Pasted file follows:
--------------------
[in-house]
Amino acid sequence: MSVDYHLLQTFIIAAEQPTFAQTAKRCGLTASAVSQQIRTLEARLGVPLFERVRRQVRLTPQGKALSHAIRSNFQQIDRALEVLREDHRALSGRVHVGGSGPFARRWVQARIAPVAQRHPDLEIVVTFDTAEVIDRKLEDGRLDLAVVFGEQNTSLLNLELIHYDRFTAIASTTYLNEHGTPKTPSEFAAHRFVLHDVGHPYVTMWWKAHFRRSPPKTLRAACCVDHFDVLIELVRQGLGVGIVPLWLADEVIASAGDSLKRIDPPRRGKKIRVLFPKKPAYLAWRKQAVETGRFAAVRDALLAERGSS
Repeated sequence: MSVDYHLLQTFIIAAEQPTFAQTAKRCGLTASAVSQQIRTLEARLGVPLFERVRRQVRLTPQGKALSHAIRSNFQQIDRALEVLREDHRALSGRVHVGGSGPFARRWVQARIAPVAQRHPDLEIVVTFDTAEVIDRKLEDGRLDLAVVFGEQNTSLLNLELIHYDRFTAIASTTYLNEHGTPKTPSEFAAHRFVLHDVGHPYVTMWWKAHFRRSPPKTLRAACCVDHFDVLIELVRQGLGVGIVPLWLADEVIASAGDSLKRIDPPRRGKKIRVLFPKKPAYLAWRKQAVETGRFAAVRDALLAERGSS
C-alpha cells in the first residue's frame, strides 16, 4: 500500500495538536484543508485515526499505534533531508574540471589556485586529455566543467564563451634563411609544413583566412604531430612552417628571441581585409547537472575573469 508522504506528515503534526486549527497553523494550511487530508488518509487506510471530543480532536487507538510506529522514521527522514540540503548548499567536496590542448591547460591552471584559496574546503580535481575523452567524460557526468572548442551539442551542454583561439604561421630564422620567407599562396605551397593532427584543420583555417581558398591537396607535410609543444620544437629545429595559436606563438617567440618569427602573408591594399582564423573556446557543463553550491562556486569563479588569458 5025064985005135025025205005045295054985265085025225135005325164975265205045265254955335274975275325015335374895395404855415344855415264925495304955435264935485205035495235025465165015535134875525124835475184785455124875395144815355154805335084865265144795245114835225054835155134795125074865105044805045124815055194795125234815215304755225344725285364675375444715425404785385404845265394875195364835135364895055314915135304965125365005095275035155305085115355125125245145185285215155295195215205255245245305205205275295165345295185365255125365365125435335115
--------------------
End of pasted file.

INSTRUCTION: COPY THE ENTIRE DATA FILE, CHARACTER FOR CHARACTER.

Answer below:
[in-house]
Amino acid sequence: MSVDYHLLQTFIIAAEQPTFAQTAKRCGLTASAVSQQIRTLEARLGVPLFERVRRQVRLTPQGKALSHAIRSNFQQIDRALEVLREDHRALSGRVHVGGSGPFARRWVQARIAPVAQRHPDLEIVVTFDTAEVIDRKLEDGRLDLAVVFGEQNTSLLNLELIHYDRFTAIASTTYLNEHGTPKTPSEFAAHRFVLHDVGHPYVTMWWKAHFRRSPPKTLRAACCVDHFDVLIELVRQGLGVGIVPLWLADEVIASAGDSLKRIDPPRRGKKIRVLFPKKPAYLAWRKQAVETGRFAAVRDALLAERGSS
Repeated sequence: MSVDYHLLQTFIIAAEQPTFAQTAKRCGLTASAVSQQIRTLEARLGVPLFERVRRQVRLTPQGKALSHAIRSNFQQIDRALEVLREDHRALSGRVHVGGSGPFARRWVQARIAPVAQRHPDLEIVVTFDTAEVIDRKLEDGRLDLAVVFGEQNTSLLNLELIHYDRFTAIASTTYLNEHGTPKTPSEFAAHRFVLHDVGHPYVTMWWKAHFRRSPPKTLRAACCVDHFDVLIELVRQGLGVGIVPLWLADEVIASAGDSLKRIDPPRRGKKIRVLFPKKPAYLAWRKQAVETGRFAAVRDALLAERGSS
C-alpha cells in the first residue's frame, strides 16, 4: 500500500495538536484543508485515526499505534533531508574540471589556485586529455566543467564563451634563411609544413583566412604531430612552417628571441581585409547537472575573469 508522504506528515503534526486549527497553523494550511487530508488518509487506510471530543480532536487507538510506529522514521527522514540540503548548499567536496590542448591547460591552471584559496574546503580535481575523452567524460557526468572548442551539442551542454583561439604561421630564422620567407599562396605551397593532427584543420583555417581558398591537396607535410609543444620544437629545429595559436606563438617567440618569427602573408591594399582564423573556446557543463553550491562556486569563479588569458 5025064985005135025025205005045295054985265085025225135005325164975265205045265254955335274975275325015335374895395404855415344855415264925495304955435264935485205035495235025465165015535134875525124835475184785455124875395144815355154805335084865265144795245114835225054835155134795125074865105044805045124815055194795125234815215304755225344725285364675375444715425404785385404845265394875195364835135364895055314915135304965125365005095275035155305085115355125125245145185285215155295195215205255245245305205205275295165345295185365255125365365125435335115